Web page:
The tribes who had been at the feast of Consus were so angry with the king that many of them went to fight against him, without waiting to gather together a large army. Thus Romulus soon defeated and scattered his foes.
Moreover, having slain one of the kings with his own hand, he stripped him of his armour, and tying it to a pole, carried it back to Rome, where he offered it to Jupiter. This was the earliest Triumph celebrated at Rome. In days to come the Triumphs of the Roman generals became famous. They were held when the soldiers returned victorious from a great battle. The general at the head of his army rode into the city in a chariot drawn by beautiful horses. Other chariots followed, filled with the treasures and spoils of war, while the most noble prisoners, often loaded with chains, were dragged along behind the chariots. The day on which a Triumph was celebrated was always held as a holiday by the citizens of Rome.
Now, among the tribes which Romulus had robbed, none had suffered so heavily as the Sabines. But they, more wary than the king's other foes, did not attempt to avenge their wrongs until they had had time to collect a large and powerful army. Nearly two years had passed before this army was led by Tatius, the King of the Sabines, against the Romans.
The fortress on the Capitoline hill Romulus had entrusted to the care of a chief named Tarpeius. Now Tarpeius had a daughter named Tarpeia, and she loved ornaments and jewels of gold and silver.
As the Sabines, led by Tatius, drew near to attack the fortress, Tarpeia looked out of a spy-hole and saw that the enemy was adorned with beautiful golden bracelets. The longer she looked, the greater became her desire to possess these dazzling ornaments. What would she not do to wear such splendid jewels? She would—yes, she would even betray the fortress into the hands of the Sabines, if only she might hear the tinkle of the golden bracelets on her arms.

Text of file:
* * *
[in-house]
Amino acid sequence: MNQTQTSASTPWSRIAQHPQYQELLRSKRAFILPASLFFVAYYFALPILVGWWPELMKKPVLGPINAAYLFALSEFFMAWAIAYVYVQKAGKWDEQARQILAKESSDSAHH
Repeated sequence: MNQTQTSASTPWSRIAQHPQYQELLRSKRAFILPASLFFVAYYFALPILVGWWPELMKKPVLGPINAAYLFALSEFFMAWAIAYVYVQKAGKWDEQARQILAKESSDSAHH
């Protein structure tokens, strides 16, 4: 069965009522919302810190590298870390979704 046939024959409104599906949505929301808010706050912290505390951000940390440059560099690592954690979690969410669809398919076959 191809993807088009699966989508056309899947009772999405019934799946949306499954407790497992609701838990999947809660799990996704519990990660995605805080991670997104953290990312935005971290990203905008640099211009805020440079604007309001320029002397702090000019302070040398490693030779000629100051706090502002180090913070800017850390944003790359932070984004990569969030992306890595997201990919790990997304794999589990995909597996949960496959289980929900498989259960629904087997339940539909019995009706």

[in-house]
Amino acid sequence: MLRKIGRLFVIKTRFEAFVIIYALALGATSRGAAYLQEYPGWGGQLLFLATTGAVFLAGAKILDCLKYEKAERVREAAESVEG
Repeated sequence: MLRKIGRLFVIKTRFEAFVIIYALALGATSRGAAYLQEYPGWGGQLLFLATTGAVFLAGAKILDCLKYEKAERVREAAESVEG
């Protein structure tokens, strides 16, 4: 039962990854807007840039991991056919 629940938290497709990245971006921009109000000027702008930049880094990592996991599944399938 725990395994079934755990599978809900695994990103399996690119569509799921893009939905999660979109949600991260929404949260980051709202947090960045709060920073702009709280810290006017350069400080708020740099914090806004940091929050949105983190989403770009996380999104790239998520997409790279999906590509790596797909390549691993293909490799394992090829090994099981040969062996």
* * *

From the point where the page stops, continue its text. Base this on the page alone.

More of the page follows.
So, leaving the spy-hole, Tarpeia slipped secretly out of the fortress and spoke to the Sabines, offering to show them how to take the citadel if they would give her in reward "what they wore on their left arms."
The Sabines agreed to do as Tarpeia wished, but in their hearts they despised the maiden for her treachery.
But she, heedless of all save the ornaments that would soon be hers, hastened back to the fortress.
Then, when it grew dark, she stealthily opened the gate, outside of which stood the waiting foe.
As the Sabines marched into the fortress, Tarpeia cried to them to remember their promise and give her her reward.
Then Tatius bade his men not to refuse "the least part of what they wore on their left arms," and himself taking off his bracelet, threw it to her, together with his shield, which he also bore on his left arm.
His men did as their king had done, so that Tarpeia soon fell to the ground and was killed by the weight of the shields that covered her.
The traitress was buried on the hill which she had betrayed. From that day traitors were punished by being thrown over the steepest rock on the Capitoline hill, which was named after the maiden who betrayed her city, "The Tarpeian Rock."